Wrapping all methods of builtin collections

As you can see here: https://github.com/Korijn/observ/blob/master/observ/init.py#L146

I’m trying to implement observable containers. That is, list, set and dict types that emit a signal when they are read from, and when they are mutated. I can simply overload all the methods I can think of as you can see in the code linked above, but I’d rather use something like a metaclass or a class decorator to dynamically wrap all relevant methods.

However, I am clueless on the following:

(1) how to dynamically select the “proper” set of methods to wrap? dir also yields things like __getattribute__ which I don’t think are appropriate to wrap
(2) how to determine if the method I’m wrapping is either “read” or “write” (since that determines which signal to emit)

Do you have any advice for me?

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It’s part of the protocol spec whether each function reads/updates the underlying data. The methods themselves don’t have any attribute or other inspectable which will tell you whether they read, write or both, so you’ll have to declare each function in “reads” and “writes” lists, which will need to be updated as Python is updated.

Other than that, you can construct the methods in the metaclass, as you suggest. Remember that special methods (eg __iter__, __delitem__) are not instance attributes (ie the instance’s class’ method is called with the instance, not the instance’s bound method), whereas normal methods (eg get, setdefault) are instance attributes.

PS: I guess technically you could look at the method’s code’s AST, and inspect that in __getattribute__ after calling object.__getattribute__, but that doesn’t sound fun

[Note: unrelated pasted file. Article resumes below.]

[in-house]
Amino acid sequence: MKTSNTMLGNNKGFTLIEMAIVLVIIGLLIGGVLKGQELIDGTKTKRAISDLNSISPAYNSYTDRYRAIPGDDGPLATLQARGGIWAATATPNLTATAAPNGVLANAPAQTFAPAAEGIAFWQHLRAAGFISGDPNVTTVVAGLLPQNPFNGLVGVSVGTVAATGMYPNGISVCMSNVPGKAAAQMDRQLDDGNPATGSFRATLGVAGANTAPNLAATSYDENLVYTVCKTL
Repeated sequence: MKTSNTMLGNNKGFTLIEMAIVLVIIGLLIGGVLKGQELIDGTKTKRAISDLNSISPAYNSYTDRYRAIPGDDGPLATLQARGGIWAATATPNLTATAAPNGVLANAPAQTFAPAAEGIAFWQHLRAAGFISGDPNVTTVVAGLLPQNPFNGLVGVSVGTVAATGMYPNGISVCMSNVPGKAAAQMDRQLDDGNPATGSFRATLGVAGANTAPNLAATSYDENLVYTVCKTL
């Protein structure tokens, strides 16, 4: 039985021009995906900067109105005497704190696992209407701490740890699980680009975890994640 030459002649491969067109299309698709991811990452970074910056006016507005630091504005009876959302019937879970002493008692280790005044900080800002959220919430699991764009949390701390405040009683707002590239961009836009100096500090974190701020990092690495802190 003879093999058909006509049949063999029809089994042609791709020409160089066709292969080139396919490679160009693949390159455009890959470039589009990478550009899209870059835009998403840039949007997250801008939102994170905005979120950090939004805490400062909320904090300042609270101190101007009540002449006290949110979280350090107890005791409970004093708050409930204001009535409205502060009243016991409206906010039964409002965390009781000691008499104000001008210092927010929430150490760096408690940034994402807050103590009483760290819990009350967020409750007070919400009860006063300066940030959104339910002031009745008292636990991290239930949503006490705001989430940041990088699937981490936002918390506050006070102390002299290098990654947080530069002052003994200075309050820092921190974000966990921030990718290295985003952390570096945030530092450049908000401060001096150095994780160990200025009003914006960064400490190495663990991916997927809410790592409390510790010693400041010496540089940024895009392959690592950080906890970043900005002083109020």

PPS: \_\_init\_\_ -> __init__, while __init__ -> init

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Korijn van Golen asked:

“Do you have any advice for me?”

Read the docs? Every method will tell you what it does. If all else
fails, experiment in the REPL.

There’s no programmable way to know what a method does. It could read,
or write, or do both (e.g. list.pop both mutates the list and returns
something). There is no API for telling which methods do what. You have
to find out by experiment or reading the documentation. If you want a
list, you have to make it yourself :slight_smile:

I suppose it might be possible to analyse the function object looking
for specific byte-codes, but then you need a list of what byte-codes do
what, and writing the byte-code analyser will not be a simple job.

I agree that a class decorator is the right approach. Here’s an untested
sketch of the approach I would take:

# Untested...
def signalling(cls):

    def signal_read(func):
        def inner(self, *args, **kwargs):
            if Dep.stack:
            return func(*args, **kwargs)
        return inner

    for name in cls._READERS:
        func = getattr(cls, name)
        setattr(cls, name, signal_read(func))

    # And similar for the writers.

class ObservableList(list):
    _READERS = ['count', 'index', ...]
    _WRITERS = ['append', 'extend', ...]
    # That's it! Nothing else to add in the subclass,
    # all the logic is in the decorator.

Good luck!

1 Like

Thanks for the great advice, both! I will be working on an update soon.

Remember that special methods (eg __iter__ , __delitem__ ) are not instance attributes (ie the instance’s class’ method is called with the instance, not the instance’s bound method), whereas normal methods (eg get , setdefault ) are instance attributes.

I had actually noticed this before while debugging. Is there anything I can read about this in the docs? I am not sure I fully understand why this is the way it is and what it means.

There’s a summary in the data model docs. The main two reasons are to allow special method calling on classes, and for performance by bypassing __getattribute__.

1 Like

Got it done, if you’re interested, you can take a look here: https://github.com/Korijn/observ/blob/master/observ/__init__.py#L116

Still need to do some rigorous testing but the basics are there :slight_smile:

Thanks a lot!

By way of dynamic unit tests I was able to prove that the wrappers are complete and working!

I also specialized the wrappers some more to discern read/write/delete and if a method is by key or not (for some dict methods), and the end result is pretty awesome.

First release is on PyPI!